A team of archaeologists from Oxford Archaeology have uncovered a Roman mosaic in the market town of Olney, located in Buckinghamshire, England.
The excavations were in preparation for the construction of an Aldi supermarket, where the researchers found the remains of a Roman villa complex and bath house. The large mosaic is partially preserved and has intricate decorative patterns made from pieces of red, white and blue tesserae.
Oxford Archaeology were commissioned for the study by the developers, Angle Property, due to the close proximity of a Romano-British settlement on the northern outskirts of the town.
John Boothroyd, senior project manager at Oxford Archaeology told the BBC: “Due to the site location we anticipated some notable Roman remains, but the discovery of this fantastic mosaic far exceeded those expectations.”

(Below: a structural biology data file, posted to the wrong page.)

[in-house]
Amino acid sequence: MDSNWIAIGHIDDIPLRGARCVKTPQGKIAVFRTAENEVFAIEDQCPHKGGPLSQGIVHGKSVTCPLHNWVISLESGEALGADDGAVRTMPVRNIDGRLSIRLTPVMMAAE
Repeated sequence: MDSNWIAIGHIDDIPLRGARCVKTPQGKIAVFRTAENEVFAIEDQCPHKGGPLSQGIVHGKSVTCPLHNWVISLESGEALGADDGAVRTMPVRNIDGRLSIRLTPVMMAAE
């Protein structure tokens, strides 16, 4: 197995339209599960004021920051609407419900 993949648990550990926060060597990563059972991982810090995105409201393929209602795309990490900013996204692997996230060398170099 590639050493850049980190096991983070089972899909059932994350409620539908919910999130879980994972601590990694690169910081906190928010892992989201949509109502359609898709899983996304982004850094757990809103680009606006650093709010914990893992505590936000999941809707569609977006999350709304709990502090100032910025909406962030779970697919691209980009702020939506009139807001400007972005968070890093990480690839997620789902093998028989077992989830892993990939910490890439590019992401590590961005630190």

Aerial photographs of the known nearby settlement indicate linear features, with a dense scatter of building debris and ceramics found on the surface, suggesting that the settlement dates from around the 2nd to 4th century AD.
Although a number of Roman artefacts have been discovered within the boundary of present-day Olney, the evidence suggests that the area of the town centre wasn’t occupied until the Anglo-Saxon or early medieval period.
Excavations of the villa has shown that much of the complex extends under an adjacent modern road that the team are unable to fully investigate. The mosaic is currently being recorded and preserved in situ by reburying the remains to protect it from the planned construction works.
Header Image Credit : Oxford Archaeology